Live exports must resume

MEMBER for Maranoa Bruce Scott is adamant that live cattle exports to Indonesia must resume “within days, not weeks or months”.

Coalition MPs yesterday urged Foreign Minister Kevin Rudd to take control of the situation as pressure mounted on the government to quickly resume exports so producers would not be out of pocket.

Mr Scott said our electronic livestock tagging systems could ensure Australian cattle only went to accredited Indonesian abattoirs.

Warwick animal activists have been letter-boxing local streets this week with pro-forma letters to Mr Scott for them to sign and post.

The letters, delivered under a cloak of anonymity, urge Mr Scott to argue for a permanent ban on live exports, with a temporary ban in place which could remain for months.

Mr Scott’s comments yesterday echoed those of Nationals Leader Warren Truss who said this week limited exports could resume now, due to our electronic cattle-tracking technology, although some industry leaders have suggested it could take several weeks to get systems fully in place in Indonesia.

Mr Scott was having none of the local animal advocates’ demands yesterday, saying there were five accredited abattoirs in Indonesia which met Australian standards.

“There are another 17 that meet international standards and we also have Australian-owned and operated feed lots there,” Mr Scott said.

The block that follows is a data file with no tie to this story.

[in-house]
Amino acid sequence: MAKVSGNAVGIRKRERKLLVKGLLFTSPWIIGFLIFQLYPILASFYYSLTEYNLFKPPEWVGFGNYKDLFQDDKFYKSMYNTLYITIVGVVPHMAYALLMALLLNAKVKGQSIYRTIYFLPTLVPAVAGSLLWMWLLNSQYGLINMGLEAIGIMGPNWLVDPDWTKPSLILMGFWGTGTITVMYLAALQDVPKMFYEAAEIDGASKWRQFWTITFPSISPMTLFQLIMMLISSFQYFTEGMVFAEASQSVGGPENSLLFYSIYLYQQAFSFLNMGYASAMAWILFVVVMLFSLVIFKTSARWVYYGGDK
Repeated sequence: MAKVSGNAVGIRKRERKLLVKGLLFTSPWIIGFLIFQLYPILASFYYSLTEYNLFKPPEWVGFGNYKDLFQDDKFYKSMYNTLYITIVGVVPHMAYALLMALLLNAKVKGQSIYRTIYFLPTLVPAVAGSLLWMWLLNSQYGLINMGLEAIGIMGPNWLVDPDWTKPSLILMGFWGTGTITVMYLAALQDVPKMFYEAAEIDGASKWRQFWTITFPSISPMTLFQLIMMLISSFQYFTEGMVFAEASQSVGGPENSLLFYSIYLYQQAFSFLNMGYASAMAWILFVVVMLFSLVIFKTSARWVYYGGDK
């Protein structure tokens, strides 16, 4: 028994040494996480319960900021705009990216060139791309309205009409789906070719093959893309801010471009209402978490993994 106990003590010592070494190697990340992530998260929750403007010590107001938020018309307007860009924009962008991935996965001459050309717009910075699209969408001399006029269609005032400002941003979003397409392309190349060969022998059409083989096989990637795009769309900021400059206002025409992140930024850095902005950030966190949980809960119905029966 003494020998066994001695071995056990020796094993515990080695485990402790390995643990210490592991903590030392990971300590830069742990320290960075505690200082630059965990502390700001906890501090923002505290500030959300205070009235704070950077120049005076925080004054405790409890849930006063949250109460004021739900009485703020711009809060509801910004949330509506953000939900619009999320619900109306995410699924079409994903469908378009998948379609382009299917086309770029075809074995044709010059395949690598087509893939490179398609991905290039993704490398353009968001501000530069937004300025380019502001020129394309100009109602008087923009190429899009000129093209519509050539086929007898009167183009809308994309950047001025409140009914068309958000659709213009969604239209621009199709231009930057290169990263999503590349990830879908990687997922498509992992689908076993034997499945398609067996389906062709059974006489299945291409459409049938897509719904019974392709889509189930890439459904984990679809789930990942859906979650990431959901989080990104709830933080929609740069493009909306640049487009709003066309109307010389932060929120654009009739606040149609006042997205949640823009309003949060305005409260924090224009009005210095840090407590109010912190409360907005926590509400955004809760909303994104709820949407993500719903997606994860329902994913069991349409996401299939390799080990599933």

“With our National Livestock Identification Scheme (NLIS) ear tags, which are world-leading technology, we can track cattle from paddock to plate.

“We can quite easily ensure that Australian cattle shipped to Indonesia only end up in accredited feedlots and abattoirs, the bottom line being we have got to ensure this trade resumes and quickly.”

Mr Scott said there remained only about a 12-week window of opportunity for northern Australian cattle producers to muster stock and get them to port before the warm and wet weather sets in.

“It’s such a different situation to cattle production in southern Australia and the cattle in the north are tropical breeds bred to suit the climate in Indonesia,” he said.

“They are not suitable for the domestic market, they are fattened in Indonesia and they are grown exclusively for that international market.”

Mr Scott said if Australia withdrew from the live trade altogether we would have no ability at all to influence animal welfare in Indonesia and conditions at the more basic abattoirs would not improve.

Meat and Livestock Australia met yesterday with Agriculture Minister Joe Ludwig over his demand that the body shell out $5 million in compensation to affected producers.

No outcome of the meeting had surfaced by the time of printing of the Daily News last night, but MLA was expected to object.

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